Tasked with building a treehouse in a garden without a tree, French studios Saperlipopette Les Architectes and Martial Marquet Architecture have created a wooden structure that instead perches on a wall.
The client had promised his children a treehouse, but unfortunately the only tree overhanging his garden sits on the neighbouring property.
To help create a treehouse without a tree, he enlisted French studios Saperlipopette Les Architectes and Martial Marquet Architecture.
The architects chose to instead perch the structure on the wall along the edge of the client's garden, allowing it to sit among the leaves and maintain the feeling of being off the ground, like a real treehouse.
Built from pine, the structure is split in to four distinct sections, each with a different intended use.
The first section – named Arbre, meaning tree – is the entrance to the rampart-like construction. A ladder is positioned beneath the canopy, giving occupants the impression of climbing as they ascend.A short walkway then leads to Cabane, the house-like part of the construction, which is clad in local pinewood boards.
"The cabin is the core of the project, where the cladding has been gradiently spaced allowing light to get in, but preserving enough intimacy for the kids to play," architect Martial Marquet told Dezeen.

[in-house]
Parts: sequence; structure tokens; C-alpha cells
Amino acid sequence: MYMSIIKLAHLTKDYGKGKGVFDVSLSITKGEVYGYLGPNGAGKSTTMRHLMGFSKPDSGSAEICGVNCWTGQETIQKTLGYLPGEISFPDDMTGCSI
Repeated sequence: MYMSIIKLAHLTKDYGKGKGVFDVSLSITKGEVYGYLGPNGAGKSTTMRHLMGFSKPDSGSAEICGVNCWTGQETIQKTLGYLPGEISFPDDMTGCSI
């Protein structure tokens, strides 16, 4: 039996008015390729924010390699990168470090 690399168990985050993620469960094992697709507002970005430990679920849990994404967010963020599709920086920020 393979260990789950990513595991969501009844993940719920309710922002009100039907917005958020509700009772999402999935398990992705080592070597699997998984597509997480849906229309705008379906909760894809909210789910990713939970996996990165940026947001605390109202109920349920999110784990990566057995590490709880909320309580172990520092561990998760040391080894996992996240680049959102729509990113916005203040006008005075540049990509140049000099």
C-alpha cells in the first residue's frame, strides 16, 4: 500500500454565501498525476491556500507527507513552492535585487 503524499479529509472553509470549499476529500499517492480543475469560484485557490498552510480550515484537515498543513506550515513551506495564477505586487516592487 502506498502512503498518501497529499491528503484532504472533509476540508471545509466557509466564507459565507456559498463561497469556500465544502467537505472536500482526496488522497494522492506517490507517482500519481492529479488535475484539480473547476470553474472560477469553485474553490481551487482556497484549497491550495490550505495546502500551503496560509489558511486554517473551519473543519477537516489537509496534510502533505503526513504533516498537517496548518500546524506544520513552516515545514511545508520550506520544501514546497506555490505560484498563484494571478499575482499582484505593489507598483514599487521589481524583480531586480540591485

"We decided to have minimal intervention on the interior to let the children feel free to appropriate the space by themselves," he added.
Part of the hut's roof can be lifted up on pistons to create a mouth-like opening. At night there is a light which casts a warm glow out through the gaps in the cladding.
Exiting through the other side of the cabin leads to Passerelle, meaning walkway or catwalk. Here, the timber beams and netting that run along the edges of the platform extend upwards and are designed to be leant against.
"We noticed that the fishing nets could be a nice spot to seat by creating a hammock-like backrest," said Marquet.
"In order to do that, we used longer pieces of wood than the average handrail, creating a confidante-like setup for a talking spot."At the end of the wall, the walkway reaches Belvédère, meaning viewpoint, where the timber batons splay outwards, creating wider spaces with netting that is angled enough to lie on.
Set in the corner of the plot, the final viewing platform looks out over the cork oak and pine tree forests nearby. To keep the costs down, the architects chose a modular construction that would be easy to assemble.
Spaced along the length of the treehouse, V-shaped elements hold up the walkway above, with the angle widening and the beams extending to accommodate different sizes of space.
Numerous architects have taken time out from large construction projects to develop designs for treehouses. Other examples include one by Japanese studio Nendo designed to accommodate both people and birds, and one by New York architect Sharon Davies with multiple storeys.